Delayed start to transition of power hurts coronavirus-fighting effort, Biden team says
With President Trump still balking at conceding electoral defeat and public health experts forecasting a horrific new phase of the COVID-19 pandemic, calls intensified Sunday for the start of a formal transition to the administration of President-elect Joe Biden.
The nationwide virus caseload last week touched unprecedented heights of more than 180,000 new daily infections, and Biden’s incoming chief of staff, Ron Klain, said the president-elect’s team urgently needed to begin coordinating with experts inside the government.
“Joe Biden’s going to become president of the United States in the midst of an ongoing crisis,” Klain said on NBC’s “Meet the Press,” citing the necessity of preparations to widely distribute a vaccine beginning early next year.
“There are people at [the Department of Health and Human Services] making plans to implement that vaccine,” said Klain. “Our experts need to talk to those people as soon as possible, so nothing drops in this change of power we’re going to have on Jan. 20.”
The Biden team remains cut off from key government experts, including Dr. Anthony Fauci, the country’s top infectious disease specialist, who has frequently drawn Trump’s ire with frank assessments of the pandemic’s threat.
Asked on CNN’s “State of the Union” whether it was important to begin working with the incoming administration as soon as possible, Fauci responded: “Yes, of course…. That is obvious.”
Trump, who traveled Sunday to his Virginia golf property, again tweeted about baseless claims of widespread election fraud, including one tweet in which he appeared to acknowledge his loss for the first time. “He won because the Election was Rigged,” Trump wrote.
Less than two hours later, he sent a follow-up tweet, declaring that his rival “only won in the eyes of the FAKE NEWS MEDIA” and adding: “I concede NOTHING!”
Biden’s inner circle has expressed exasperation over the continuing delays in the formal start of the transition, which provides the incoming administration with access to federal funds and an array of logistical assistance, such as State Department help in arranging contacts with foreign leaders.
“Donald Trump’s Twitter feed doesn’t make Joe Biden president or not president,” Klain said in his NBC interview. “The American people did that.”
Some of Biden’s allies have taken a harsher tone in public comments about Trump’s refusal to concede the race in the face of mathematical clarity about the result, saying he is undermining confidence in democracy itself.
Sen. Bernie Sanders (I-Vt.) said the president needed to “man up” and stop misleading his backers about the vote’s integrity. On Saturday, with thousands of Trump supporters marching in Washington and loudly declaring their refusal to acknowledge Biden’s win, the president — unmasked, with the Secret Service in tow — took a motorcade ride to greet them.
“The idea that he continues to tell his supporters that the only reason he may have lost this election is because of fraud is an absolutely disgraceful, un-American thing to do,” Sanders said on CNN.
The formal start of the presidential transition process is triggered only once the head of the General Services Administration “ascertains” the election result. A hitherto obscure Trump appointee, Emily Murphy, has so far blocked that step.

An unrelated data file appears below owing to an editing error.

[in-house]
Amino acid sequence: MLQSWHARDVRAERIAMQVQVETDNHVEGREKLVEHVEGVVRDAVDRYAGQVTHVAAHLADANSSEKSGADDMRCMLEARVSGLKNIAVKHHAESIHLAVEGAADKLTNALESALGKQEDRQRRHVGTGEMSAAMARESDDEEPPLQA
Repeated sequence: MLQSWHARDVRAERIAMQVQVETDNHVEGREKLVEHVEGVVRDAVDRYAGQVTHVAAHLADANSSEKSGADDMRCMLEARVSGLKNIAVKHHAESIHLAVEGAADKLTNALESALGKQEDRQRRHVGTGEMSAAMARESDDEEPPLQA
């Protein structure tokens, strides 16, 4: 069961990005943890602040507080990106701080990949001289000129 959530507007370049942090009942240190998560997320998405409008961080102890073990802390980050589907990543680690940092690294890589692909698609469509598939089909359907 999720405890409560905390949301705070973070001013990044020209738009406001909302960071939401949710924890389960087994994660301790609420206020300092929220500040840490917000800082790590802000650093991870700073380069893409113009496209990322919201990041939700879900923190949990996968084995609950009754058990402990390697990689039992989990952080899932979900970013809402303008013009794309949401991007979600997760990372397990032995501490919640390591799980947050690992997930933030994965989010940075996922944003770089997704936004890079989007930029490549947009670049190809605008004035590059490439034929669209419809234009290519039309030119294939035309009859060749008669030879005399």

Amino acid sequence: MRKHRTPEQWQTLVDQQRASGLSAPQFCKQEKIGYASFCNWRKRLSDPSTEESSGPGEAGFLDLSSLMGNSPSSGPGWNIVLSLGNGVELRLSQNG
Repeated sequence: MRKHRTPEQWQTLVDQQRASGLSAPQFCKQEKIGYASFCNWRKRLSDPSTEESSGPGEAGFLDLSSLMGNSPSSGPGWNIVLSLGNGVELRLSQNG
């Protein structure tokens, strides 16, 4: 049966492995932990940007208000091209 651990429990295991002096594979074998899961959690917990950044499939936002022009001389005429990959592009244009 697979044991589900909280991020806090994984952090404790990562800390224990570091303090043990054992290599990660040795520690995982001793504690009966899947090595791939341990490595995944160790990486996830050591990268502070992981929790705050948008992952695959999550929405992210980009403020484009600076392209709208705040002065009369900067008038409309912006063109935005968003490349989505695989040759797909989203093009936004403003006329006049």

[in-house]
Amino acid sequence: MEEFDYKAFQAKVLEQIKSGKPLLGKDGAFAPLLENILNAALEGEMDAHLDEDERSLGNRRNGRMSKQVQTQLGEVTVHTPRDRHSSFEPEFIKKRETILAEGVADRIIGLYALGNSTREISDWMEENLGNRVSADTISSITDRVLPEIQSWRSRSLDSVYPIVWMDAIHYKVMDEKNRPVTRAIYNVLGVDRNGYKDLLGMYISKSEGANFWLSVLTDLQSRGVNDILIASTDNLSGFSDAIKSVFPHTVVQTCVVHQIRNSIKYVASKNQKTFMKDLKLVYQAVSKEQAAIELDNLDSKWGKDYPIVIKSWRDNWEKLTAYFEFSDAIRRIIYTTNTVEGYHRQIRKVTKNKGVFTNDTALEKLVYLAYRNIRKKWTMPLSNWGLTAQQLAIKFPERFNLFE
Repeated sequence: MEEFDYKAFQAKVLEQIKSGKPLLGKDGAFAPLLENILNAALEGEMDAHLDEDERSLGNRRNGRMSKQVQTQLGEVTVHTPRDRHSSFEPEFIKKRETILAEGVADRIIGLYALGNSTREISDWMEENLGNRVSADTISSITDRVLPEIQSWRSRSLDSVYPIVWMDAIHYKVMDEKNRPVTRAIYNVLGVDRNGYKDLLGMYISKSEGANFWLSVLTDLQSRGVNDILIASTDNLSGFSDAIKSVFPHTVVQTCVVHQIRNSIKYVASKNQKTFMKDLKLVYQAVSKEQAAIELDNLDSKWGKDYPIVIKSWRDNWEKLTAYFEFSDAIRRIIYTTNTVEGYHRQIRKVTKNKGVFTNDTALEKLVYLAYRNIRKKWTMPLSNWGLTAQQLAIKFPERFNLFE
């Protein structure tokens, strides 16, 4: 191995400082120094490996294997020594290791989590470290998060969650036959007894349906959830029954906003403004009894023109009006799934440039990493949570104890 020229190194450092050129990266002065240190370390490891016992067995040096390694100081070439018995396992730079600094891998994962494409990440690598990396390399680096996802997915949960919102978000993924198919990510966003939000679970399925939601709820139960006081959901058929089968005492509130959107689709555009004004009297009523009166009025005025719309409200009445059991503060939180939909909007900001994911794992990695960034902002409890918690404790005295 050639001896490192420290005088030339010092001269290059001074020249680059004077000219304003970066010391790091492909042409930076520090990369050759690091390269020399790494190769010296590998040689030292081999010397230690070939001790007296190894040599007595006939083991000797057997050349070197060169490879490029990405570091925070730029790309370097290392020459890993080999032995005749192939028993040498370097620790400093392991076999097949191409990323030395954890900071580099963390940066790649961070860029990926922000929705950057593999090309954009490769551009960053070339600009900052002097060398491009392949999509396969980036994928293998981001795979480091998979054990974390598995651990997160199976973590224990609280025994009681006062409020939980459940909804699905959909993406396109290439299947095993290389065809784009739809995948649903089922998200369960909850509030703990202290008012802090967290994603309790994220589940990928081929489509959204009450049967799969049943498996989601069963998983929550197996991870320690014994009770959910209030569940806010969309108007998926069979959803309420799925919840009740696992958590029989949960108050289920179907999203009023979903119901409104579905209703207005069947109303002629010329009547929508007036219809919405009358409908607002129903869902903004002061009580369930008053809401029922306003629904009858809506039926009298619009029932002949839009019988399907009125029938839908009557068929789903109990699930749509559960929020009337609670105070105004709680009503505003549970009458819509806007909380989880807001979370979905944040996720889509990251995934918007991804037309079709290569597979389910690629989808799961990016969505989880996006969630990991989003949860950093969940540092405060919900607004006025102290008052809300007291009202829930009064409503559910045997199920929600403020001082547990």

Klain said “what we really want to see this week” is for the ascertainment to be issued.
Underscoring the need to act swiftly to slow the spread of COVID-19, Dr. Michael Olsterholm, who serves on Biden’s coronavirus advisory board and directs the Center for Infectious Disease Research and Policy at the University of Minnesota, said on NBC that the crisis was deepening daily.
“We are in a very dangerous period, the most dangerous public health period since 1918,” he said, referring to the influenza epidemic that killed about 50 million people worldwide. “And if we don’t basically take important steps like stop swapping air with our neighbors, our friends, our colleagues, we’re going to see these numbers grow substantially.”
Fauci, who directs the National Institute of Allergy and Infectious Diseases, said on CNN that it was possible that the death toll, already approaching a quarter of a million, could rise by another 200,000 before a vaccine became widely available. The pharmaceutical company Pfizer last week reported successful clinical trials for a vaccine it developed, and others are in the pipeline as well.
Although almost all Senate Republicans have fallen in line with Trump’s refusal to concede the election, a few GOP governors have been somewhat bolder in their language.
Gov. Mike DeWine of Ohio, whose state is enduring a sharp surge in the virus, said on CNN that Trump had a right to continue seeking legal remedies over the vote count, but “certainly based on what we know now, Joe Biden is the president-elect.” He said a “normal” transition was important “for the country’s sake.”
Another Republican whose state has been hit hard by the virus, Gov. Asa Hutchinson of Arkansas, said on NBC that he expected Biden to be the next president, and that it was “very important” for the president-elect to have access to intelligence briefings.
Trump’s efforts to contest the election result in court have yielded a string of defeats, and voting experts said that, especially with last week’s projections of Georgia and Arizona in the Biden column, there was virtually no prospect of legal challenges that could alter the outcome.
But the president’s lawyer Rudy Giuliani insisted, without citing evidence of wrongdoing in the vote-counting process, that the president would fight on. Giuliani, on Fox’s “Sunday Morning Futures,” said of Trump’s initial tweet seeming to accept defeat: “I guess you would call it sarcastic.”
“Obviously, he’s contesting it vigorously in the courts,” he said.
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